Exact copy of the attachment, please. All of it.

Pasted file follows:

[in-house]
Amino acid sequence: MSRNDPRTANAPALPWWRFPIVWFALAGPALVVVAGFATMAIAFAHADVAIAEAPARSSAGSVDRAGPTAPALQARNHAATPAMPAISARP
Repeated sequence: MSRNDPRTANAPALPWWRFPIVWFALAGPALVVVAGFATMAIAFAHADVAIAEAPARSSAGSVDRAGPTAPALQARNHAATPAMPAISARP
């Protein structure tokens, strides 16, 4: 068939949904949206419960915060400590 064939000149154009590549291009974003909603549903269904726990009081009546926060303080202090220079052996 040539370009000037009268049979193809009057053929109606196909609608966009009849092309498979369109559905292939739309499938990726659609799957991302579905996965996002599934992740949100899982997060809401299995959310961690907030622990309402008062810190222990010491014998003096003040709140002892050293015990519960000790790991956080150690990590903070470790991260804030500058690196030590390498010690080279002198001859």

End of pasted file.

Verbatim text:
[in-house]
Amino acid sequence: MSRNDPRTANAPALPWWRFPIVWFALAGPALVVVAGFATMAIAFAHADVAIAEAPARSSAGSVDRAGPTAPALQARNHAATPAMPAISARP
Repeated sequence: MSRNDPRTANAPALPWWRFPIVWFALAGPALVVVAGFATMAIAFAHADVAIAEAPARSSAGSVDRAGPTAPALQARNHAATPAMPAISARP
């Protein structure tokens, strides 16, 4: 068939949904949206419960915060400590 064939000149154009590549291009974003909603549903269904726990009081009546926060303080202090220079052996 040539370009000037009268049979193809009057053929109606196909609608966009009849092309498979369109559905292939739309499938990726659609799957991302579905996965996002599934992740949100899982997060809401299995959310961690907030622990309402008062810190222990010491014998003096003040709140002892050293015990519960000790790991956080150690990590903070470790991260804030500058690196030590390498010690080279002198001859």